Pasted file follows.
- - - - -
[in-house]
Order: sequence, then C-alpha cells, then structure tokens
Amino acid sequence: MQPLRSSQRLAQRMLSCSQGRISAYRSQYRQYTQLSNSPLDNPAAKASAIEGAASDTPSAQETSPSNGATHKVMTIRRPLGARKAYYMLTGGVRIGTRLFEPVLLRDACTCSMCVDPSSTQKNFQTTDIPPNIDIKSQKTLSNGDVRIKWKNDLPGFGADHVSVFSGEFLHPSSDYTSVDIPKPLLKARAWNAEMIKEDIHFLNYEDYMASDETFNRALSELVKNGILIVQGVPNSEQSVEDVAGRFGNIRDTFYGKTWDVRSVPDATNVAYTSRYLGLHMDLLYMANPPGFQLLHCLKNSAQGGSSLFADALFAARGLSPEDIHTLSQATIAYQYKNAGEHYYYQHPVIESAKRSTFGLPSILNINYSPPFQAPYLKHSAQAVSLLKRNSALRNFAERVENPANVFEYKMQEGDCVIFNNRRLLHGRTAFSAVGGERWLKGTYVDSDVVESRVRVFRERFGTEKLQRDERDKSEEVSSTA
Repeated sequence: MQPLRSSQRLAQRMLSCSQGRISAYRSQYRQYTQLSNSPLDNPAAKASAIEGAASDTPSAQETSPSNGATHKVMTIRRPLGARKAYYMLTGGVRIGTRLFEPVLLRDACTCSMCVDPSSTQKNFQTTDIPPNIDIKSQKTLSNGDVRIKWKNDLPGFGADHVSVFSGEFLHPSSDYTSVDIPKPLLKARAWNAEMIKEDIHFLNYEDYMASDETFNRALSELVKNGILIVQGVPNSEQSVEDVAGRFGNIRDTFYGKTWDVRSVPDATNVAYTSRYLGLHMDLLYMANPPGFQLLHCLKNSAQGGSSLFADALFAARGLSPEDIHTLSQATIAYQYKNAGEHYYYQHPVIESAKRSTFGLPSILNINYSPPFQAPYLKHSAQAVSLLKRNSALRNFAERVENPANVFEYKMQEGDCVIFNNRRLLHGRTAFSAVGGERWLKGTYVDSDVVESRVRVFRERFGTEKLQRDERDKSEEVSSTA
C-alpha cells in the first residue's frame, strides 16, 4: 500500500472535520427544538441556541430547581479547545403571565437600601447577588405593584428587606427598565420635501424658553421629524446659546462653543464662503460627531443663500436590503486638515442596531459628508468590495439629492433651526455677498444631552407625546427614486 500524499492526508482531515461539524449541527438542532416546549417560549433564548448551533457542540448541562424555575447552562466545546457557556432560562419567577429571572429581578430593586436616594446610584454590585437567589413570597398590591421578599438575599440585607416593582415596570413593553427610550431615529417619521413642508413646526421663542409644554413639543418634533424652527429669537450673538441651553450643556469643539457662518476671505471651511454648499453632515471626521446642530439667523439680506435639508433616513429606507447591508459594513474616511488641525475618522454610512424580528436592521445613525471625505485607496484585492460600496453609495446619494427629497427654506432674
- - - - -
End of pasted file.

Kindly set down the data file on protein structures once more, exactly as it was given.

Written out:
[in-house]
Order: sequence, then C-alpha cells, then structure tokens
Amino acid sequence: MQPLRSSQRLAQRMLSCSQGRISAYRSQYRQYTQLSNSPLDNPAAKASAIEGAASDTPSAQETSPSNGATHKVMTIRRPLGARKAYYMLTGGVRIGTRLFEPVLLRDACTCSMCVDPSSTQKNFQTTDIPPNIDIKSQKTLSNGDVRIKWKNDLPGFGADHVSVFSGEFLHPSSDYTSVDIPKPLLKARAWNAEMIKEDIHFLNYEDYMASDETFNRALSELVKNGILIVQGVPNSEQSVEDVAGRFGNIRDTFYGKTWDVRSVPDATNVAYTSRYLGLHMDLLYMANPPGFQLLHCLKNSAQGGSSLFADALFAARGLSPEDIHTLSQATIAYQYKNAGEHYYYQHPVIESAKRSTFGLPSILNINYSPPFQAPYLKHSAQAVSLLKRNSALRNFAERVENPANVFEYKMQEGDCVIFNNRRLLHGRTAFSAVGGERWLKGTYVDSDVVESRVRVFRERFGTEKLQRDERDKSEEVSSTA
Repeated sequence: MQPLRSSQRLAQRMLSCSQGRISAYRSQYRQYTQLSNSPLDNPAAKASAIEGAASDTPSAQETSPSNGATHKVMTIRRPLGARKAYYMLTGGVRIGTRLFEPVLLRDACTCSMCVDPSSTQKNFQTTDIPPNIDIKSQKTLSNGDVRIKWKNDLPGFGADHVSVFSGEFLHPSSDYTSVDIPKPLLKARAWNAEMIKEDIHFLNYEDYMASDETFNRALSELVKNGILIVQGVPNSEQSVEDVAGRFGNIRDTFYGKTWDVRSVPDATNVAYTSRYLGLHMDLLYMANPPGFQLLHCLKNSAQGGSSLFADALFAARGLSPEDIHTLSQATIAYQYKNAGEHYYYQHPVIESAKRSTFGLPSILNINYSPPFQAPYLKHSAQAVSLLKRNSALRNFAERVENPANVFEYKMQEGDCVIFNNRRLLHGRTAFSAVGGERWLKGTYVDSDVVESRVRVFRERFGTEKLQRDERDKSEEVSSTA
C-alpha cells in the first residue's frame, strides 16, 4: 500500500472535520427544538441556541430547581479547545403571565437600601447577588405593584428587606427598565420635501424658553421629524446659546462653543464662503460627531443663500436590503486638515442596531459628508468590495439629492433651526455677498444631552407625546427614486 500524499492526508482531515461539524449541527438542532416546549417560549433564548448551533457542540448541562424555575447552562466545546457557556432560562419567577429571572429581578430593586436616594446610584454590585437567589413570597398590591421578599438575599440585607416593582415596570413593553427610550431615529417619521413642508413646526421663542409644554413639543418634533424652527429669537450673538441651553450643556469643539457662518476671505471651511454648499453632515471626521446642530439667523439680506435639508433616513429606507447591508459594513474616511488641525475618522454610512424580528436592521445613525471625505485607496484585492460600496453609495446619494427629497427654506432674